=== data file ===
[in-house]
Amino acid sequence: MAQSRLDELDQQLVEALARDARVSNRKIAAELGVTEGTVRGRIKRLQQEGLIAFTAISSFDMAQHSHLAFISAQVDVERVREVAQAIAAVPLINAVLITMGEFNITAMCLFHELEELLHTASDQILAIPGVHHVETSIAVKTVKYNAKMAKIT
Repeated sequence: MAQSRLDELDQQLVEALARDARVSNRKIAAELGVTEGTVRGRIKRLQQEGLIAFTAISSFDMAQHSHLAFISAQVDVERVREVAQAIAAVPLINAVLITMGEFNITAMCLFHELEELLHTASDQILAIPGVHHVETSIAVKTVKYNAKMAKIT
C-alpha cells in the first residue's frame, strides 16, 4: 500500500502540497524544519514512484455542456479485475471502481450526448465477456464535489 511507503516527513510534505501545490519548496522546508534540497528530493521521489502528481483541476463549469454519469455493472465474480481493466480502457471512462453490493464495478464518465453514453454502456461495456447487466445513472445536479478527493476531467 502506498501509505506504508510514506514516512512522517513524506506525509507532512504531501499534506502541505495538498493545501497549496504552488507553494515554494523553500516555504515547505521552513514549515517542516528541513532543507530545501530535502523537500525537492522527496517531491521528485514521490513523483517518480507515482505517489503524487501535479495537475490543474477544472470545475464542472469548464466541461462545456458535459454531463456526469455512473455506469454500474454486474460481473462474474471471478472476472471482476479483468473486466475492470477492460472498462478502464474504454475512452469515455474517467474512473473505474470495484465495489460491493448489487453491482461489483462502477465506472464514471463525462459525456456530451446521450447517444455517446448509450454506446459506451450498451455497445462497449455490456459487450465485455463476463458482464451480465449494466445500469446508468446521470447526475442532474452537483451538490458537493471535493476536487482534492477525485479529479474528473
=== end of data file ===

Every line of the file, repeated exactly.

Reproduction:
[in-house]
Amino acid sequence: MAQSRLDELDQQLVEALARDARVSNRKIAAELGVTEGTVRGRIKRLQQEGLIAFTAISSFDMAQHSHLAFISAQVDVERVREVAQAIAAVPLINAVLITMGEFNITAMCLFHELEELLHTASDQILAIPGVHHVETSIAVKTVKYNAKMAKIT
Repeated sequence: MAQSRLDELDQQLVEALARDARVSNRKIAAELGVTEGTVRGRIKRLQQEGLIAFTAISSFDMAQHSHLAFISAQVDVERVREVAQAIAAVPLINAVLITMGEFNITAMCLFHELEELLHTASDQILAIPGVHHVETSIAVKTVKYNAKMAKIT
C-alpha cells in the first residue's frame, strides 16, 4: 500500500502540497524544519514512484455542456479485475471502481450526448465477456464535489 511507503516527513510534505501545490519548496522546508534540497528530493521521489502528481483541476463549469454519469455493472465474480481493466480502457471512462453490493464495478464518465453514453454502456461495456447487466445513472445536479478527493476531467 502506498501509505506504508510514506514516512512522517513524506506525509507532512504531501499534506502541505495538498493545501497549496504552488507553494515554494523553500516555504515547505521552513514549515517542516528541513532543507530545501530535502523537500525537492522527496517531491521528485514521490513523483517518480507515482505517489503524487501535479495537475490543474477544472470545475464542472469548464466541461462545456458535459454531463456526469455512473455506469454500474454486474460481473462474474471471478472476472471482476479483468473486466475492470477492460472498462478502464474504454475512452469515455474517467474512473473505474470495484465495489460491493448489487453491482461489483462502477465506472464514471463525462459525456456530451446521450447517444455517446448509450454506446459506451450498451455497445462497449455490456459487450465485455463476463458482464451480465449494466445500469446508468446521470447526475442532474452537483451538490458537493471535493476536487482534492477525485479529479474528473